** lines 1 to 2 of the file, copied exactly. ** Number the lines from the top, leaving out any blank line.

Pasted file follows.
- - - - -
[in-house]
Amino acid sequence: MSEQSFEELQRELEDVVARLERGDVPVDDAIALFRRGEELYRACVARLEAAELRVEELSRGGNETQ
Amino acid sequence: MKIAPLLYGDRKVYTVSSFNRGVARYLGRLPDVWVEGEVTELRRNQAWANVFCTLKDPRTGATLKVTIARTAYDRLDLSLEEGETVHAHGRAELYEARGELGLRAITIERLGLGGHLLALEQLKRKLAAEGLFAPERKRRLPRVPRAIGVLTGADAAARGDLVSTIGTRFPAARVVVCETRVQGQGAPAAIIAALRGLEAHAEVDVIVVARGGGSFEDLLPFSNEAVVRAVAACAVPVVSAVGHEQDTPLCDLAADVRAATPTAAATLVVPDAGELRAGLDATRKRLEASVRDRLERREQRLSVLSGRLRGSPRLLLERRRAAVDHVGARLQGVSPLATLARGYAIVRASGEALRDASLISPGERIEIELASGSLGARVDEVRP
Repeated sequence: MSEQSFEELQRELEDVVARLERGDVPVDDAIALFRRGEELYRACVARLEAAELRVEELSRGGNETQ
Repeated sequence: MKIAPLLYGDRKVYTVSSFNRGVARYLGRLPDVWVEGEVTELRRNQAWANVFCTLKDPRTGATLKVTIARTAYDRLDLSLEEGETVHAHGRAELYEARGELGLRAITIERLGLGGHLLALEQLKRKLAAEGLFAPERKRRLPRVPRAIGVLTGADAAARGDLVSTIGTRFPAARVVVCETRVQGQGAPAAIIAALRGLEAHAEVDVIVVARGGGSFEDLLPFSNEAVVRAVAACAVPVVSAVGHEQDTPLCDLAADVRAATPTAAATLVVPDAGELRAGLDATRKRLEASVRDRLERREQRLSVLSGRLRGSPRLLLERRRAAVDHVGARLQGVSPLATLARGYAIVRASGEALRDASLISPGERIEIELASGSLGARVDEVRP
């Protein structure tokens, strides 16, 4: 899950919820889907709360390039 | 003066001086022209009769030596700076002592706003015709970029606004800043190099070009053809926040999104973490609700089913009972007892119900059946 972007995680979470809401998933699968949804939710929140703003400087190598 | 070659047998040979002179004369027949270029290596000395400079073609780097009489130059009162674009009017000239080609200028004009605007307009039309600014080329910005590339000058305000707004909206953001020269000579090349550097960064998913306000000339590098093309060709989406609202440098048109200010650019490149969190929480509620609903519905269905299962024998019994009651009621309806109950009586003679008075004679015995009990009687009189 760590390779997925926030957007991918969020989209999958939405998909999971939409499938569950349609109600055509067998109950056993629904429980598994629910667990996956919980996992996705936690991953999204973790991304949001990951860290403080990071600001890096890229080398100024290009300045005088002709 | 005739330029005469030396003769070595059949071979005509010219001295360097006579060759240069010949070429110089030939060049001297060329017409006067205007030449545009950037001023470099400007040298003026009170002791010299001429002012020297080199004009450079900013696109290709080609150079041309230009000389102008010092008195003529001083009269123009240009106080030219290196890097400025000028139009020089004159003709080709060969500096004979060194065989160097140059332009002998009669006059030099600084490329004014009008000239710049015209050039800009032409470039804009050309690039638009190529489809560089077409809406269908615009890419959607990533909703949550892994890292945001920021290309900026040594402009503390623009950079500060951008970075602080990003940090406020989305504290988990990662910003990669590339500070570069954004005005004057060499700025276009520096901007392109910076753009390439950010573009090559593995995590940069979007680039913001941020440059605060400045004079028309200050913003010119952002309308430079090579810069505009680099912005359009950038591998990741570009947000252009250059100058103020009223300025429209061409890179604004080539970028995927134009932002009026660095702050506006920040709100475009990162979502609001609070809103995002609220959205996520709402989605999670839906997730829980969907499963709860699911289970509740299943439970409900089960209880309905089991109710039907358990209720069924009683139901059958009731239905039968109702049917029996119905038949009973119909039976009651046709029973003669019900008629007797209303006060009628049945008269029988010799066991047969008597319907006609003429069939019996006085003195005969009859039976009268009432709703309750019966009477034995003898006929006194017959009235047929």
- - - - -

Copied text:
[in-house]
Amino acid sequence: MSEQSFEELQRELEDVVARLERGDVPVDDAIALFRRGEELYRACVARLEAAELRVEELSRGGNETQ